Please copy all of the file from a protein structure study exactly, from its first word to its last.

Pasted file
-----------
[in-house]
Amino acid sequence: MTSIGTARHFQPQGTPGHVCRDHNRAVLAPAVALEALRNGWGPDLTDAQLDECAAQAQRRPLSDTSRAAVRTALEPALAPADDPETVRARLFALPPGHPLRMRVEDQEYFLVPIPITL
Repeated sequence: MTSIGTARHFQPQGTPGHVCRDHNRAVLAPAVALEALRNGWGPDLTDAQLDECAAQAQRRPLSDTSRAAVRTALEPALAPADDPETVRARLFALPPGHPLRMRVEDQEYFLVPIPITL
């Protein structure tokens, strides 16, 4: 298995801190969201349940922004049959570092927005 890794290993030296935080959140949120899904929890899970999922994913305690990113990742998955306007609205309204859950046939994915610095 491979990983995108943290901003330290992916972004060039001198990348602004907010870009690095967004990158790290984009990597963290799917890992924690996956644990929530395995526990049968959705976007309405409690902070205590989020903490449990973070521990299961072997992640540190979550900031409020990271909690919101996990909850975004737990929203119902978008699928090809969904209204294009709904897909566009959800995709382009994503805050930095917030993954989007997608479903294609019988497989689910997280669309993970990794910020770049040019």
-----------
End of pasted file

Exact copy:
[in-house]
Amino acid sequence: MTSIGTARHFQPQGTPGHVCRDHNRAVLAPAVALEALRNGWGPDLTDAQLDECAAQAQRRPLSDTSRAAVRTALEPALAPADDPETVRARLFALPPGHPLRMRVEDQEYFLVPIPITL
Repeated sequence: MTSIGTARHFQPQGTPGHVCRDHNRAVLAPAVALEALRNGWGPDLTDAQLDECAAQAQRRPLSDTSRAAVRTALEPALAPADDPETVRARLFALPPGHPLRMRVEDQEYFLVPIPITL
């Protein structure tokens, strides 16, 4: 298995801190969201349940922004049959570092927005 890794290993030296935080959140949120899904929890899970999922994913305690990113990742998955306007609205309204859950046939994915610095 491979990983995108943290901003330290992916972004060039001198990348602004907010870009690095967004990158790290984009990597963290799917890992924690996956644990929530395995526990049968959705976007309405409690902070205590989020903490449990973070521990299961072997992640540190979550900031409020990271909690919101996990909850975004737990929203119902978008699928090809969904209204294009709904897909566009959800995709382009994503805050930095917030993954989007997608479903294609019988497989689910997280669309993970990794910020770049040019």